13. Dec 30, 2015

### haruspex

Whether or not you can provide your reasoning as part of your official answer, you need to have a reason.
How will friction mean that more mass leads to a lower velocity?
The other significant loss of energy will be through drag. How will mass affect velocity when that is considered?
If you include the units all through that calculation you might spot a problem with that.

14. Dec 31, 2015

### Rumplestiltskin

I'm curious? :P

Thing is, this was a question on a paper we completed a while back, and I'm going back working out what went wrong.
"GPE would increase" was marked correct.
"Max velocity would increase" was marked incorrect. I figured that an increased mass would pull up the whole equation. And it would, but I forgot that the equation was for Ek and v is only a variable in that. So it would stay the same? Either that or my teacher is wrong.

300 apples! :D Yeah, that was clumsy. Thanks. So 11000 x 60 = 660000 J.

Right, 750 + 70P kg < something.
So 660000 J is needed to operate the motor in total. Not sure how to proceed. I know GPE = mgh is going to come into this but I'd be fumbling in the dark. The energy available?
EDIT: Okay, conservation of energy. That 660000 goes somewhere, into GPE.
660000 = m x 9.8 x 40.
...
m = 1684 kg. There's my something.
750 + 70P < 1684
70P < 934
P < 13.3

13 people?

I'd guess that increased mass would decrease velocity, but that was marked incorrect. With respect to maximum velocity, anyway.
I'd also guess that Newton's third law comes into this, but doesn't more mass mean more force, and that added force would at least equal the added friction?

Last edited: Dec 31, 2015
15. Dec 31, 2015

### Staff: Mentor

Well, there is friction between the cart and the track, and drag from the air.

It would stay the same - at least approximately if we can neglect air drag.
Right.
To a good approximation, everything scales linearly with mass: double the mass and you double the potential energy, kinetic energy, and energy lost to friction everywhere. The speed is related to the ratio "energy per mass", which stays the same.

16. Dec 31, 2015

### Rumplestiltskin

The question said you needed to consider energy changes. How would this relate to energy? That's why I opted for mentioning GPE >> unused energy.

Right. More mass wouldn't affect velocity on it's own because while your force increases, your friction increases in proportion to cancel that out.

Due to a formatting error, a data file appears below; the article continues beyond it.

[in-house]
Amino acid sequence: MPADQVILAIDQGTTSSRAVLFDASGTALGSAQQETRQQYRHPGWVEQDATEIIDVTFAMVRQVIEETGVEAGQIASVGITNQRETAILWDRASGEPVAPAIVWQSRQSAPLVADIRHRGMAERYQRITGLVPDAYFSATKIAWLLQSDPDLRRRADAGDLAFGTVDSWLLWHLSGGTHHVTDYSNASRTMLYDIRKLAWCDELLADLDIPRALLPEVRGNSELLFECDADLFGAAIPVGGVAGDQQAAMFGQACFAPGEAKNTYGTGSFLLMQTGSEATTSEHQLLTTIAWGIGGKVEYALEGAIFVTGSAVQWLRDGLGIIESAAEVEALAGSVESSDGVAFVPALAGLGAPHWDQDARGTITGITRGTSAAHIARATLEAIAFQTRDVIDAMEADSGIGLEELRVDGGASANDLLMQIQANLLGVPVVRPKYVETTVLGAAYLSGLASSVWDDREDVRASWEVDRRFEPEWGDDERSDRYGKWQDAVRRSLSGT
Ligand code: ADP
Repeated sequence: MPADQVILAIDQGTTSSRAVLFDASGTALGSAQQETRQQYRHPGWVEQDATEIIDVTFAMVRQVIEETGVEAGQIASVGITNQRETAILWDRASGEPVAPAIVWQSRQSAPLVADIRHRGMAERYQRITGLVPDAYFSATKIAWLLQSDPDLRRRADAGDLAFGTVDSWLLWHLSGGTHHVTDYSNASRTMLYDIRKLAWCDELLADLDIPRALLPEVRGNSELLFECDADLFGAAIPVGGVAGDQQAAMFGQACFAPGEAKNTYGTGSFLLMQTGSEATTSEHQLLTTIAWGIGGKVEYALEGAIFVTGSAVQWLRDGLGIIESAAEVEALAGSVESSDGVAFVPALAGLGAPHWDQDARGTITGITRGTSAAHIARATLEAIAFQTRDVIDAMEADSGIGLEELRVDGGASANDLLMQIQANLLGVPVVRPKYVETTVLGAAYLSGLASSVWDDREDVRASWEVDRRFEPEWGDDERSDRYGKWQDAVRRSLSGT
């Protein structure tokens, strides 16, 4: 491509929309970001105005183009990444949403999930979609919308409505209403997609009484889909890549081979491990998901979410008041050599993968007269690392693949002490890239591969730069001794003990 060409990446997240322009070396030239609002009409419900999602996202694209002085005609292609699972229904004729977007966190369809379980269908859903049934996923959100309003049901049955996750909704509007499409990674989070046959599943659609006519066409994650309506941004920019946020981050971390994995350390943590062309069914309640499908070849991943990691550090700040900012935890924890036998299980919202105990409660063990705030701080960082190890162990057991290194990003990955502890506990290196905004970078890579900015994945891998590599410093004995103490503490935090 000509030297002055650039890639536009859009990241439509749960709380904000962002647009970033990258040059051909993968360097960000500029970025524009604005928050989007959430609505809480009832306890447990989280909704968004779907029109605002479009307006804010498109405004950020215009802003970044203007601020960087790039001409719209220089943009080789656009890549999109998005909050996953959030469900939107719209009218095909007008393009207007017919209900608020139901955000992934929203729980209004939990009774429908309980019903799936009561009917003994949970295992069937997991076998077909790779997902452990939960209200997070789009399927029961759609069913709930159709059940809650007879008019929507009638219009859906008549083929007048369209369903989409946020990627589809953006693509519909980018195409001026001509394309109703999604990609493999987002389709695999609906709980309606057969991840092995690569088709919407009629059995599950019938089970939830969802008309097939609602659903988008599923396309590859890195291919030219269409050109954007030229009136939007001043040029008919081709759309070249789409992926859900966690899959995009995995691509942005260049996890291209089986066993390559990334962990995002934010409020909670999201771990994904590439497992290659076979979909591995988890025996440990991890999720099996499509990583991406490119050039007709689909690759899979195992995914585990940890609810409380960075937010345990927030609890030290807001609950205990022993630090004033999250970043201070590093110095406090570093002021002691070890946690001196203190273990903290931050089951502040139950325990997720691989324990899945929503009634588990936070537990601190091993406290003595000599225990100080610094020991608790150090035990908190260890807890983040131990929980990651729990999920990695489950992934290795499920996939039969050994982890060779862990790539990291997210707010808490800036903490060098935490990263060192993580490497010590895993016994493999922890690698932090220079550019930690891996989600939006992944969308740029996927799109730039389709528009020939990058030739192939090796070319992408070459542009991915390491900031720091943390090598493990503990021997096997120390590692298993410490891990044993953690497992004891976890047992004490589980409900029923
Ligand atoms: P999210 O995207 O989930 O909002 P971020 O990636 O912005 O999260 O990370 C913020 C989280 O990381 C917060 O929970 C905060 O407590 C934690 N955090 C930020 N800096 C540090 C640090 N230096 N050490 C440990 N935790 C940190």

A larger surface area is going to increase the drag, so technically you'd be right to say that the velocity would decrease slightly, but the maximum velocity is a theoretical value and so wouldn't be affected.

17. Dec 31, 2015

### Staff: Mentor

An energy change would change the energy?
Friction always reduces the mechanical energy.

18. Dec 31, 2015

### haruspex

Yes, part d only asks about the effect of increased mass on the answers to a and b. So in answering it you should ignore both drag and friction.
Had it asked about the effect on c then, as you say above, friction still would not change the velocity. But you are wrong on drag. Consider that while energy, momentum and friction all increase in proportion to mass, drag is related to the cross-sectional area. Since the carrriage appears closed, why would that change? Even if it were open, I doubt it would increase as fast as the mass.

19. Dec 31, 2015

### Rumplestiltskin

Why? And always? What if you could redirect the friction force and make it work in your favour?

Part D asks specifically how the answers to parts A and B would change if the carriage were to be "fully occupied with people"; increased mass was only an inferrence from this. That would increase the surface area and hence the drag. I was thinking to mention earlier that drag is related to the area, which is a separate property of the people to their mass and so is unaccounted for by the proportionality of mass to friction. So there'd be additional friction force from drag and consequently a slightly lower velocity.

20. Dec 31, 2015

### Staff: Mentor

Then it would not be called friction.
Right, but drag does not influence the answers to (a) and (b).
Drag would not increase linearly with mass. The energy loss per mass would go down, even with a higher total energy loss.